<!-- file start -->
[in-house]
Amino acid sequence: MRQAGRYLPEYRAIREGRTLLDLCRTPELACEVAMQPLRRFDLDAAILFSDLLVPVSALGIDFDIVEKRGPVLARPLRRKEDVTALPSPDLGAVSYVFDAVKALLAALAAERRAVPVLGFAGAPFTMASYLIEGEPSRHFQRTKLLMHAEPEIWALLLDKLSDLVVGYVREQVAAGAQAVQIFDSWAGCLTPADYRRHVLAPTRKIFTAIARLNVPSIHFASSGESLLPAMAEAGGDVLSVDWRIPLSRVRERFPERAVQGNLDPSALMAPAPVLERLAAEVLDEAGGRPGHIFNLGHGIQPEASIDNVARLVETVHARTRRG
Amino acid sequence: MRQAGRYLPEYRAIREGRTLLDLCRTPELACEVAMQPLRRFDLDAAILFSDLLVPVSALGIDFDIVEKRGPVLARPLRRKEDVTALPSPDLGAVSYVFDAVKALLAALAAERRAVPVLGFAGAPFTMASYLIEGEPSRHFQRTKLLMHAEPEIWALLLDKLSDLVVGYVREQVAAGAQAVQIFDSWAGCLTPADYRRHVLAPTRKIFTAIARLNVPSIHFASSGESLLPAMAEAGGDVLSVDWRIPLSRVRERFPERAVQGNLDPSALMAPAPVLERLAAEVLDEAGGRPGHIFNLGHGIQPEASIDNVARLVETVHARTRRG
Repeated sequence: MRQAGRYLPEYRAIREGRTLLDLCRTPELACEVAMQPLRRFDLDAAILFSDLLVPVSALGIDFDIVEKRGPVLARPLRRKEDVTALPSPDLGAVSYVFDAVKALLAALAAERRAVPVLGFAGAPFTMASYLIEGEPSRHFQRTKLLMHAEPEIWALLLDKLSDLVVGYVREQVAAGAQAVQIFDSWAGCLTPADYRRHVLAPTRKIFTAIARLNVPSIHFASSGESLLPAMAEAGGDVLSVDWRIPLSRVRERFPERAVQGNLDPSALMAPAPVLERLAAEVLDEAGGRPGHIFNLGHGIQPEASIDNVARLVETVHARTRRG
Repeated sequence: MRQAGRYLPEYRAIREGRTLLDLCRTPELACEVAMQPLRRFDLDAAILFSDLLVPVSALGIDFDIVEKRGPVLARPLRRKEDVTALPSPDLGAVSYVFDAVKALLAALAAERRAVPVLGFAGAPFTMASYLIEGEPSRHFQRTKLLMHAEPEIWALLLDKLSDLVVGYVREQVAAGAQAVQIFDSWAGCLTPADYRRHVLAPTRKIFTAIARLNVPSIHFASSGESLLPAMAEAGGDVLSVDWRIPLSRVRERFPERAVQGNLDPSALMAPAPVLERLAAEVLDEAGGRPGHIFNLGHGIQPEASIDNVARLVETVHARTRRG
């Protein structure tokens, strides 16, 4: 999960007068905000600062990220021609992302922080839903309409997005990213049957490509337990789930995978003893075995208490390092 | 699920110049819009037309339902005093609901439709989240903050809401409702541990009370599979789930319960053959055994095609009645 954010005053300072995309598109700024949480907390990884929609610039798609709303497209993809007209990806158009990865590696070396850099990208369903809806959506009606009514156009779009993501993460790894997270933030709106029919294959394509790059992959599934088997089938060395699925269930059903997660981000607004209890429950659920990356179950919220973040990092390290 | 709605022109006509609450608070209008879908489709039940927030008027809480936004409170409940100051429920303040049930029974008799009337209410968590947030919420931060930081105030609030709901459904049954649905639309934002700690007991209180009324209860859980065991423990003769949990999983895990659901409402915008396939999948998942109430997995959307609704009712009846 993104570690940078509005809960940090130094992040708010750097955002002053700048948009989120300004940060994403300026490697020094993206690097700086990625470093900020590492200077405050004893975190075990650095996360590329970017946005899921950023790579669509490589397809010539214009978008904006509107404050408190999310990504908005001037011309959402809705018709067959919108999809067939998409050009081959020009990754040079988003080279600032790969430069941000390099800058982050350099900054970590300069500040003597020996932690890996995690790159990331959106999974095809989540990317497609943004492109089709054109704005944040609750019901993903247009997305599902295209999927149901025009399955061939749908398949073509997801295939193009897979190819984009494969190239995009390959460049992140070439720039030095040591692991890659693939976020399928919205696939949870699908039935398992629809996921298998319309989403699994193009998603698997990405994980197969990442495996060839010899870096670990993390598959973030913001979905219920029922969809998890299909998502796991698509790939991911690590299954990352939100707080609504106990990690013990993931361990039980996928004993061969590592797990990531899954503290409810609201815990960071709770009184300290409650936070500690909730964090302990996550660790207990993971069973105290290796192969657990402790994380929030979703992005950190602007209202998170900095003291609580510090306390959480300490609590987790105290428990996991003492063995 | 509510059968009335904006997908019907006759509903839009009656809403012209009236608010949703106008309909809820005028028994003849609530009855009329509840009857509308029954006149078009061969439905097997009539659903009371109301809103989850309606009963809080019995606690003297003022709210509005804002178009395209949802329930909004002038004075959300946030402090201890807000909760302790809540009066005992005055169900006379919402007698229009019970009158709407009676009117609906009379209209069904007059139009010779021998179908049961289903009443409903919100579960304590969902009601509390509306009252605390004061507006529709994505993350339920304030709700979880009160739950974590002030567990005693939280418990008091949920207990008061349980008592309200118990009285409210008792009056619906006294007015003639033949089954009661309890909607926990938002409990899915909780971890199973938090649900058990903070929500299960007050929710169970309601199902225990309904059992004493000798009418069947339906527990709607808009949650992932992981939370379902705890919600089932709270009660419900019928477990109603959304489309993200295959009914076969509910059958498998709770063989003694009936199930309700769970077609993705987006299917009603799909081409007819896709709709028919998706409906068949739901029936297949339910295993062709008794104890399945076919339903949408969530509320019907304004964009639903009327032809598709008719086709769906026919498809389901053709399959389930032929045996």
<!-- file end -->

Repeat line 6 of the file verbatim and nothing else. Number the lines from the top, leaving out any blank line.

């Protein structure tokens, strides 16, 4: 999960007068905000600062990220021609992302922080839903309409997005990213049957490509337990789930995978003893075995208490390092 | 699920110049819009037309339902005093609901439709989240903050809401409702541990009370599979789930319960053959055994095609009645 954010005053300072995309598109700024949480907390990884929609610039798609709303497209993809007209990806158009990865590696070396850099990208369903809806959506009606009514156009779009993501993460790894997270933030709106029919294959394509790059992959599934088997089938060395699925269930059903997660981000607004209890429950659920990356179950919220973040990092390290 | 709605022109006509609450608070209008879908489709039940927030008027809480936004409170409940100051429920303040049930029974008799009337209410968590947030919420931060930081105030609030709901459904049954649905639309934002700690007991209180009324209860859980065991423990003769949990999983895990659901409402915008396939999948998942109430997995959307609704009712009846 993104570690940078509005809960940090130094992040708010750097955002002053700048948009989120300004940060994403300026490697020094993206690097700086990625470093900020590492200077405050004893975190075990650095996360590329970017946005899921950023790579669509490589397809010539214009978008904006509107404050408190999310990504908005001037011309959402809705018709067959919108999809067939998409050009081959020009990754040079988003080279600032790969430069941000390099800058982050350099900054970590300069500040003597020996932690890996995690790159990331959106999974095809989540990317497609943004492109089709054109704005944040609750019901993903247009997305599902295209999927149901025009399955061939749908398949073509997801295939193009897979190819984009494969190239995009390959460049992140070439720039030095040591692991890659693939976020399928919205696939949870699908039935398992629809996921298998319309989403699994193009998603698997990405994980197969990442495996060839010899870096670990993390598959973030913001979905219920029922969809998890299909998502796991698509790939991911690590299954990352939100707080609504106990990690013990993931361990039980996928004993061969590592797990990531899954503290409810609201815990960071709770009184300290409650936070500690909730964090302990996550660790207990993971069973105290290796192969657990402790994380929030979703992005950190602007209202998170900095003291609580510090306390959480300490609590987790105290428990996991003492063995 | 509510059968009335904006997908019907006759509903839009009656809403012209009236608010949703106008309909809820005028028994003849609530009855009329509840009857509308029954006149078009061969439905097997009539659903009371109301809103989850309606009963809080019995606690003297003022709210509005804002178009395209949802329930909004002038004075959300946030402090201890807000909760302790809540009066005992005055169900006379919402007698229009019970009158709407009676009117609906009379209209069904007059139009010779021998179908049961289903009443409903919100579960304590969902009601509390509306009252605390004061507006529709994505993350339920304030709700979880009160739950974590002030567990005693939280418990008091949920207990008061349980008592309200118990009285409210008792009056619906006294007015003639033949089954009661309890909607926990938002409990899915909780971890199973938090649900058990903070929500299960007050929710169970309601199902225990309904059992004493000798009418069947339906527990709607808009949650992932992981939370379902705890919600089932709270009660419900019928477990109603959304489309993200295959009914076969509910059958498998709770063989003694009936199930309700769970077609993705987006299917009603799909081409007819896709709709028919998706409906068949739901029936297949339910295993062709008794104890399945076919339903949408969530509320019907304004964009639903009327032809598709008719086709769906026919498809389901053709399959389930032929045996």